6


Carriage Driving in West Virginia: “Almost Heaven” By Heidi Ferguson, Mid Atlantic Regional Director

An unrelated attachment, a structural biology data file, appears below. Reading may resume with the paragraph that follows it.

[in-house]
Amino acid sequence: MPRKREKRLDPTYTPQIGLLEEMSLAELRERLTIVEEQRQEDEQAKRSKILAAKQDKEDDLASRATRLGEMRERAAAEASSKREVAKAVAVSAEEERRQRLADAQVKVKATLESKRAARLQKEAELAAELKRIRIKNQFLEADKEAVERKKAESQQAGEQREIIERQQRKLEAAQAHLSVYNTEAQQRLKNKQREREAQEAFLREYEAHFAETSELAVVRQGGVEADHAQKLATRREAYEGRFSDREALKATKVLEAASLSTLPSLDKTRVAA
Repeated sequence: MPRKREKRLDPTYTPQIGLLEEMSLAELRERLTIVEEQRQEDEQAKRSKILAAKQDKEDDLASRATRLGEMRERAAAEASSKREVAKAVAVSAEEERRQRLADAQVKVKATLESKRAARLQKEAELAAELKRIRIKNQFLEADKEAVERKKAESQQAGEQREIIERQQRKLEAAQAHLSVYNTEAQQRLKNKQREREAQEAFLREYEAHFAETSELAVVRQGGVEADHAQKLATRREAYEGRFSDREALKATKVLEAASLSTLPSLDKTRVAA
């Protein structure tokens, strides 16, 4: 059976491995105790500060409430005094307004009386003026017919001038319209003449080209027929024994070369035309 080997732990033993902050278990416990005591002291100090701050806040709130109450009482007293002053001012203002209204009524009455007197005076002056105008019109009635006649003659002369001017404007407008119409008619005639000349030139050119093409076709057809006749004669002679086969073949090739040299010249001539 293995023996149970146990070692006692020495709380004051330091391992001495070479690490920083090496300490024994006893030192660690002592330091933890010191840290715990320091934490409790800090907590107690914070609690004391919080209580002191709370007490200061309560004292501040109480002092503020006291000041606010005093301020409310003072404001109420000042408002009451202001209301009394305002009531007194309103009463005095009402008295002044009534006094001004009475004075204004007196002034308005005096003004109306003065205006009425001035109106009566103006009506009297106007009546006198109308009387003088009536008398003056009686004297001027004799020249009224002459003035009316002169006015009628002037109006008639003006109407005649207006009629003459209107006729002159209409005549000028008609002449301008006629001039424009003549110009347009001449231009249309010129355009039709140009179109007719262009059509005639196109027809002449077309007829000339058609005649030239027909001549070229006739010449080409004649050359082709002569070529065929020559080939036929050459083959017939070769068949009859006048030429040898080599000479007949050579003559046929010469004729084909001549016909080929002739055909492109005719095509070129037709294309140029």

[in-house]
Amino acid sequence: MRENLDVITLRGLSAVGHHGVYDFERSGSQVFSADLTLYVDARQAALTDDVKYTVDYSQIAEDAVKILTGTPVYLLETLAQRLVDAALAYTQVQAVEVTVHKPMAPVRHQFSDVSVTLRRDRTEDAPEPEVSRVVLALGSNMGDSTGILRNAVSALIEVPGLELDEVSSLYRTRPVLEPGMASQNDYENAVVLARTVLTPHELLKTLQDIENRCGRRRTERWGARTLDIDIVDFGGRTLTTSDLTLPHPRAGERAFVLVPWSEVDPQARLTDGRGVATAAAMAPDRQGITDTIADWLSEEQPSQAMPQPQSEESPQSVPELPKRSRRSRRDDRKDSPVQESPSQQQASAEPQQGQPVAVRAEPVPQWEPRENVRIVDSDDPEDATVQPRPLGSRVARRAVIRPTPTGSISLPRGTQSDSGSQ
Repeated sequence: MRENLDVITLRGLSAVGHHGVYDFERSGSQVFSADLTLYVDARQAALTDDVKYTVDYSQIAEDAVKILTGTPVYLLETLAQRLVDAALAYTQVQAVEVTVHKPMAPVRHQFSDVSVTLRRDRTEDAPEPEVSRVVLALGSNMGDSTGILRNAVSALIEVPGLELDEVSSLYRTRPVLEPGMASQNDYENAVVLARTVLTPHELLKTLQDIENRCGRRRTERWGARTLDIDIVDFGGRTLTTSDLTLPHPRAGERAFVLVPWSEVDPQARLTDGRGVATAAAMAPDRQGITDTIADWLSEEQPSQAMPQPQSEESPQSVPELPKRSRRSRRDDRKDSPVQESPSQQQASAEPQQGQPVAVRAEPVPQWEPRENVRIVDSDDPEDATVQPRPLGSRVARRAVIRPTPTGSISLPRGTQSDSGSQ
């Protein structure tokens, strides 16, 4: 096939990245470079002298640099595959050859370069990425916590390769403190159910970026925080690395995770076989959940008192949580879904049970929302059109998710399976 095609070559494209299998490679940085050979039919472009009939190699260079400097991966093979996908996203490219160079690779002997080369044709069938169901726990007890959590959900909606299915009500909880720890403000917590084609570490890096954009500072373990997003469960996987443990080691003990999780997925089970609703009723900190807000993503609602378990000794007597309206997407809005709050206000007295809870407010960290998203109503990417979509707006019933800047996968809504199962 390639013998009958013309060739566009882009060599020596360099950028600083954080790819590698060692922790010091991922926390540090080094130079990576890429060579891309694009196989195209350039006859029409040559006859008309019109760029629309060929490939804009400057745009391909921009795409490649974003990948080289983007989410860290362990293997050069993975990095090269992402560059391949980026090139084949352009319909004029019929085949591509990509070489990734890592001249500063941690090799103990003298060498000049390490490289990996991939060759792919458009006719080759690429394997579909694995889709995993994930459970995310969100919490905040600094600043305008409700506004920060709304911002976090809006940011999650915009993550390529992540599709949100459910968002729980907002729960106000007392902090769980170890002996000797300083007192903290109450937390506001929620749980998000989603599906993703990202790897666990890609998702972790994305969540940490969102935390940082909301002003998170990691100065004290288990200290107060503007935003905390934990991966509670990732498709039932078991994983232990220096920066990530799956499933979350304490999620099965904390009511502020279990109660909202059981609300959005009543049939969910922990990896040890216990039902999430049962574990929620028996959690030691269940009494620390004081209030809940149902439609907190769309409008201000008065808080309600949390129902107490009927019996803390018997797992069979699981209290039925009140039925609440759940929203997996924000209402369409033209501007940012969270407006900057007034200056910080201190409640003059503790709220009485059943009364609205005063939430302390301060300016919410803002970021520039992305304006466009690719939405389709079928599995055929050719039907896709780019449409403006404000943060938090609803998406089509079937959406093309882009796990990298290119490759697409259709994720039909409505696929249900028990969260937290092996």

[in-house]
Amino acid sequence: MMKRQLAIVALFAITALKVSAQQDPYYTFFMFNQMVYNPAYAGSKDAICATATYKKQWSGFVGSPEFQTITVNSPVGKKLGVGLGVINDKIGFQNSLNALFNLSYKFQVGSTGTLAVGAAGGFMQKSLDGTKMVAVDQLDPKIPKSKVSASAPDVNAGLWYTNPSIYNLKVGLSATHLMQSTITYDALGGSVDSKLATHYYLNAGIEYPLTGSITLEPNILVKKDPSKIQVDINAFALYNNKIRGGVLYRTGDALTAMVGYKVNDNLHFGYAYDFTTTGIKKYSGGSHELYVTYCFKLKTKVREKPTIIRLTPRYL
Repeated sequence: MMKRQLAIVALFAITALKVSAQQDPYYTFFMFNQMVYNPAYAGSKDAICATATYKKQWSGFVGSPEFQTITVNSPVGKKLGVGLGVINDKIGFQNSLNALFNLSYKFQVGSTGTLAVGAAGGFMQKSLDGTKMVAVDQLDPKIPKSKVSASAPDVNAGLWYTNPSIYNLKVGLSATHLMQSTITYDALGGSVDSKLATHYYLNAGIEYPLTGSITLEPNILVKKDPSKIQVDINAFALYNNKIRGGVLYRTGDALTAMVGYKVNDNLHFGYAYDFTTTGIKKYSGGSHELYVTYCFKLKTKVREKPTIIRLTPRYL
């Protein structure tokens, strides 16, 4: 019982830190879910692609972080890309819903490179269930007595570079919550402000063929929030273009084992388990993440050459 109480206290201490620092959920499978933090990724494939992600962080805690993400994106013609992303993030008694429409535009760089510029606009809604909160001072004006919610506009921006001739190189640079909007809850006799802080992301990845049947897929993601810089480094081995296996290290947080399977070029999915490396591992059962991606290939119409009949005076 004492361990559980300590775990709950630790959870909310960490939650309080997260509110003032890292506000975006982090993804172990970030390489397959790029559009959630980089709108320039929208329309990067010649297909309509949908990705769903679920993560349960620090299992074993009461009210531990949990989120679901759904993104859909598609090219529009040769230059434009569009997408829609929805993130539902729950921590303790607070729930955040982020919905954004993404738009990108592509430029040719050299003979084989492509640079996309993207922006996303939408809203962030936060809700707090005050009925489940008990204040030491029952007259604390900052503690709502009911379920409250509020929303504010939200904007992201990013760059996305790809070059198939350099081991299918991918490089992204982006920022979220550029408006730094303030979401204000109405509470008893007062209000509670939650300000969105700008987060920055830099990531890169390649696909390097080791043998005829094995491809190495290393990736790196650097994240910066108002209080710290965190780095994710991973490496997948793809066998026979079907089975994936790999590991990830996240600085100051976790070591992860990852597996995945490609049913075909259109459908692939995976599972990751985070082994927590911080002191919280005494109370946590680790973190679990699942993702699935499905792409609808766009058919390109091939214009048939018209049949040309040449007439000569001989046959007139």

to build the additional stalls and paddocks necessary to accommodate our group. Saws and hammers were screaming away—and thus began our week! Stalls were finished, paddocks built and everyone settled down to having a great time. The Greenbriar Trail is immediately adjacent to EJʼs property. It is approximately 80 miles of nicely graded former railroad bed, most of it winding along A riverside picnic was a high point of the Whips & Wheels the scenic Greenbriar River. In most idyll in West Virginia. places there is ample room for two carriages to safely pass. In others itʼs a little more exciting, The first week in May I organized an informal carriage driving vacation to EJʼs Cottages in Dunmore, West Virgina but still falls into the “can do and survive” category. We hung out at each otherʼs rentals, waved as we passed for a small group of drivers in my area known as Whips on the trails and even picnicked as a whole by the river a & Wheels. W&W was formed about six years ago; we are mile or so down the trail. The latter event was something on Facebook and have our own Web site. EJʼs Cottages is EJ actually does as a business during his regular suma small, individually run business with two rental homes, mer tourist season. He has a little stagecoach he hooks up several RV sites and numerous paddocks and stalls. Its to a pair of spotted drafts and a wagonette pulled by two location is quintessentially rural. To the uninitiated, this Haflingers, with which he shuttled those not inclined to means hills, lots of them, with very few commercial areas drive themselves down to the riverside picnic site. Some in between. You have to travel more than 20 miles for a rode, some drove, others took the stagecoach and I ambled “real” grocery store. Of course, this is what adds to the along sidesaddle in my apron, jacket and bowler. Everyone charm. (I wonʼt even mention the 3-mile winding and narseemed to pitch in and soon the meats were cooking on the row “driveway” that leads to EJʼs—if you are reading this, BBQ and the tables were rigged for some serious eating. consider yourself warned!) Not long after putting the All good things must come word out about the Whips & to an end and this vacation Wheels “annual carriage drivwas no exception. Little by ing vacation,” we soon had little the trailers pulled out others interested in joining us until, once again, we were after having seen the informathe only ones at EJ’s. Due to tion on other Facebook sites. the 3 inches of rain weʼd had Two of these individuals had the past 36 hours, we were been to EJʼs the previous year also the only ones requiring and were eager to go back. In both our little RV and our a matter of days we had prachorse trailer to be hauled tically taken over the place— out from the (now very soft) house, cottage, paddocks, patch of grass they rested on. stalls, RV sites, all were filling Even with this slight inconfast. We even had the hot tub reserved! venience, EJʼs crew had us out of the mud and onto the EJ himself possesses that country boy charm and took road in less than an hour. A good thing, too, as the river was this all in with an easy-going manner. As our reservation overflowing its banks by the bridge! dates approached, I tried to keep both myself and EJ curFor more information, here are some links: rent on the number of attendees, who was staying where, EJʼs Cottages: http://www.ejcottages.net/ and everything else required of this mini invasion. As the Driving Radio Show episode 97: “Meadowbrook Carts & first to arrive, I saw the place abuzz with all kinds of activ- Scary Tunnels” and/or Sharpʼs Tunnel & Bridge: https:// ity. EJ had gotten his dates mixed up and, not realizing our www.facebook.com/drivingradioshow? fref=ts date was imminent until 24 hours previously, had neglected Almost heaven, West Virginia! 7